HIV AIDS Virus Infection
There a number of ways of becoming infected with the virus. These days the most common ways people can become infected are by sharing infected needles; having unprotected sex (including vaginal sex, anal intercourse, and oral sex); sharing needles or syringe to inject drugs; from a mother who is hiv positive to a baby; and breast feeding from an infected person.
An infected people have the virus in their body fluids, including semen and vaginal fluids, blood, inside the anus and breast milk. Unlike other viruses such as colds or flu, it is not spread easily. There is no evidence that one will become infected with hiv in the following ways: kissing; shaking hands; sharing a toilet, or room; mosquitoes and insect bites; donating blood. But it is important to bear in mind that live viruses can enter the bloodstream through cuts and sores.
Hiv aids testing facilities are available in most countries. The testing centre will arrange for a blood test, which will enable them to detect hiv antibodies. If the antibodies are present then it will indicate that you are infected with the virus. When people are tested positive to aids, it means that their immune system is unable to fight off infections and diseases, and appropriate treatments will be commenced. There are drugs available that will prevent or delay the hiv from developing to a full blow aids.
Hiv aids symptoms
A number of people with hiv do not have no symptoms for many years while the virus spreads and quietly damage their health. Some people may have flu like symptoms in about 2 – 6 weeks after catching the virus. The hiv aids symptoms, which can last up to four weeks, are a sign that your immune system is putting up a fight against the virus.
The likely hiv aids symptoms are sore throat, fever, muscle pain, joint pain, swollen glands, a blotchy rash, and tiredness. Those that have developed aids may experience extreme weight loss; pneumonia; cancer; and damage to their nervous system. Do remember that having these symptoms does not in itself mean you have a hiv virus, as they could be caused by other health conditions. However, if you have several of these symptoms, you ask for an blood test if you believe you may be at risk of hiv infection.
Hiv Aids Treatment
There is no cure for aids, but treatment is used to manage the symptoms of hiv aids. Most treatments will use use triple therapy, when three drugs are prescribed at once for the following reasons:
- Mixing the drugs enhances the affects of each drug,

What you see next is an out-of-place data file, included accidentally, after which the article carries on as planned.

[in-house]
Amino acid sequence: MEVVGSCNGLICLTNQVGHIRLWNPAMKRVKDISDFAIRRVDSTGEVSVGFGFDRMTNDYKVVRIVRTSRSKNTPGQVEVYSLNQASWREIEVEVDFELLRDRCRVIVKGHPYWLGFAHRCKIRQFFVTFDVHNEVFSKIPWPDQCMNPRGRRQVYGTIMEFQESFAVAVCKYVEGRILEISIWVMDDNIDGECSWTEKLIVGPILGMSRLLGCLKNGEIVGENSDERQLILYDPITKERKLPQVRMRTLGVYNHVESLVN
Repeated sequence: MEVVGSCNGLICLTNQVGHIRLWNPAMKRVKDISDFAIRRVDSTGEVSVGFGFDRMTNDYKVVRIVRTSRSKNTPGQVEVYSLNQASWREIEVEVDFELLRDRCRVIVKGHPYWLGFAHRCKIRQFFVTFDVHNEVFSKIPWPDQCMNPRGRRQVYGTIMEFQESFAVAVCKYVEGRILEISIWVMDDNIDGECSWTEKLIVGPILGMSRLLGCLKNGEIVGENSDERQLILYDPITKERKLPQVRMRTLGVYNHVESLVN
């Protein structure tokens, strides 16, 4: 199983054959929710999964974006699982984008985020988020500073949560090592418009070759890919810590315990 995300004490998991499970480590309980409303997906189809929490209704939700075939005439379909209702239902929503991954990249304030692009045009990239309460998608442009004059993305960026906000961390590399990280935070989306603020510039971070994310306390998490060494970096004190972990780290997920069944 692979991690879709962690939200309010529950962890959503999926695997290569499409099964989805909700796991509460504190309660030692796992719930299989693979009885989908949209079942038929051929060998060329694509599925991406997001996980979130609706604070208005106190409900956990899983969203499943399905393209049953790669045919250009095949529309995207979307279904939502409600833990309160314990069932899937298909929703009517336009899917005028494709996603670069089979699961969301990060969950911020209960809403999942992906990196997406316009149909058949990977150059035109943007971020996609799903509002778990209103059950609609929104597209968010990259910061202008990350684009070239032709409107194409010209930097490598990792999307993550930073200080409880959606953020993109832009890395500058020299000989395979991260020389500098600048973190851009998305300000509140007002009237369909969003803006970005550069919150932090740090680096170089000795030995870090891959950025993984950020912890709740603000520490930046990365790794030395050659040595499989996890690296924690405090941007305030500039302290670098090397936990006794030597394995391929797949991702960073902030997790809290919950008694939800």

- Lower doses can be used and still be effective, thus avoiding bad side effects;
- A mixture of drugs helps the virus’ resistance.
The three drugs used tend to be a combination of nucleoside reverse transcriptase, inhibitors; protease inhibitor; and non-nucleoside reverse transcriptase inhibitor. The results of the blood tests and the symptoms will determine the choice drugs. The blood tests result will show how low the particular white blood cell count is and the amount of the virus in the blood.
HIV makes you more vulnerable to infections. So vaccinations against various infections, which the immune system is not able to fight off will be recommended. These infections include TB; hepatitis B; pneumococcus;and haemophilus. People with the infection tend to get viral, bacterial, fungal and protozoan infections more often than people who are not hiv positive. Treatment for these infections is possible, but in some cases these infections can become rapidly overwhelming and may lead to death.
In particular, Kaposi’s sarcoma is more common in people who are hiv positive. This is a tumour that tends to involve the skin, lungs, gut or lymph nodes. Where the tumour is located in small area of the body it can be treated with radiotherapy, but a more generalised spread will require chemotherapy treatment.
Although aids patients may suffer a premature death, however, effective medical care may be prolonged their lives.
Hiv Aids prevention
In majority of instances hiv aids can be preventing and the spread of the infection curtailed by taking the following precautions:
- Always use condoms for all kinds of anal, vaginal, oral sex;
- Do not share needles or syringes with anyone;
- If you are an hiv positive mother, you should not breast-feeding your baby.
You are not safe from hiv aids infection simply by keeping only to one sexual partner, unless you are certain that they are not hiv positive.
- Male circumcision for HIV prevention
- Chlamydia — a sexually transmitted disease
- Lessons on HIV and AIDS – Oral thrush
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